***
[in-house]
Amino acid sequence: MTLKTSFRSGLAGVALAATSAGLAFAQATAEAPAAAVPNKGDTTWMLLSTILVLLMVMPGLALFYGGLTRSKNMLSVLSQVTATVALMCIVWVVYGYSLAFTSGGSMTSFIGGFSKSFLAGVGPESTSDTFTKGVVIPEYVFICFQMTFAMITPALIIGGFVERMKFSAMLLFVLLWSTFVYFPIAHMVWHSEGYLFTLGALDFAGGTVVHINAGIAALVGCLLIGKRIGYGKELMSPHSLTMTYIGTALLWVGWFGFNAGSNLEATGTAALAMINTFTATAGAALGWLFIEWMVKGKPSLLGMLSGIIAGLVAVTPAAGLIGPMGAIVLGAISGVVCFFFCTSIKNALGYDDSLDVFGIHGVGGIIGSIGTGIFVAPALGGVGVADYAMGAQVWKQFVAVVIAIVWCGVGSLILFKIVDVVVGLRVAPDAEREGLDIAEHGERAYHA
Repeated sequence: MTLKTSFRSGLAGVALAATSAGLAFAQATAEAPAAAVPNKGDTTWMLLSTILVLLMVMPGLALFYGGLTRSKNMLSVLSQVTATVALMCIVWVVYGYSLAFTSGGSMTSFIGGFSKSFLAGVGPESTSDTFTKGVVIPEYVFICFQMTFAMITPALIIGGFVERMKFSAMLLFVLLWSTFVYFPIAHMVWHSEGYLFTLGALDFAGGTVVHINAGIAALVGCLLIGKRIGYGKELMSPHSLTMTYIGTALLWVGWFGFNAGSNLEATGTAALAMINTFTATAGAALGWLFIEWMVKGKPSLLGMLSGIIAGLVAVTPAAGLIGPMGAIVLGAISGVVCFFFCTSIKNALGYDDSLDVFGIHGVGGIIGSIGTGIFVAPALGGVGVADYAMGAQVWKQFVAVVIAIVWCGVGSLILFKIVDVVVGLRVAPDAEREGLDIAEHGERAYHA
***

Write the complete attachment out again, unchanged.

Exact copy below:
[in-house]
Amino acid sequence: MTLKTSFRSGLAGVALAATSAGLAFAQATAEAPAAAVPNKGDTTWMLLSTILVLLMVMPGLALFYGGLTRSKNMLSVLSQVTATVALMCIVWVVYGYSLAFTSGGSMTSFIGGFSKSFLAGVGPESTSDTFTKGVVIPEYVFICFQMTFAMITPALIIGGFVERMKFSAMLLFVLLWSTFVYFPIAHMVWHSEGYLFTLGALDFAGGTVVHINAGIAALVGCLLIGKRIGYGKELMSPHSLTMTYIGTALLWVGWFGFNAGSNLEATGTAALAMINTFTATAGAALGWLFIEWMVKGKPSLLGMLSGIIAGLVAVTPAAGLIGPMGAIVLGAISGVVCFFFCTSIKNALGYDDSLDVFGIHGVGGIIGSIGTGIFVAPALGGVGVADYAMGAQVWKQFVAVVIAIVWCGVGSLILFKIVDVVVGLRVAPDAEREGLDIAEHGERAYHA
Repeated sequence: MTLKTSFRSGLAGVALAATSAGLAFAQATAEAPAAAVPNKGDTTWMLLSTILVLLMVMPGLALFYGGLTRSKNMLSVLSQVTATVALMCIVWVVYGYSLAFTSGGSMTSFIGGFSKSFLAGVGPESTSDTFTKGVVIPEYVFICFQMTFAMITPALIIGGFVERMKFSAMLLFVLLWSTFVYFPIAHMVWHSEGYLFTLGALDFAGGTVVHINAGIAALVGCLLIGKRIGYGKELMSPHSLTMTYIGTALLWVGWFGFNAGSNLEATGTAALAMINTFTATAGAALGWLFIEWMVKGKPSLLGMLSGIIAGLVAVTPAAGLIGPMGAIVLGAISGVVCFFFCTSIKNALGYDDSLDVFGIHGVGGIIGSIGTGIFVAPALGGVGVADYAMGAQVWKQFVAVVIAIVWCGVGSLILFKIVDVVVGLRVAPDAEREGLDIAEHGERAYHA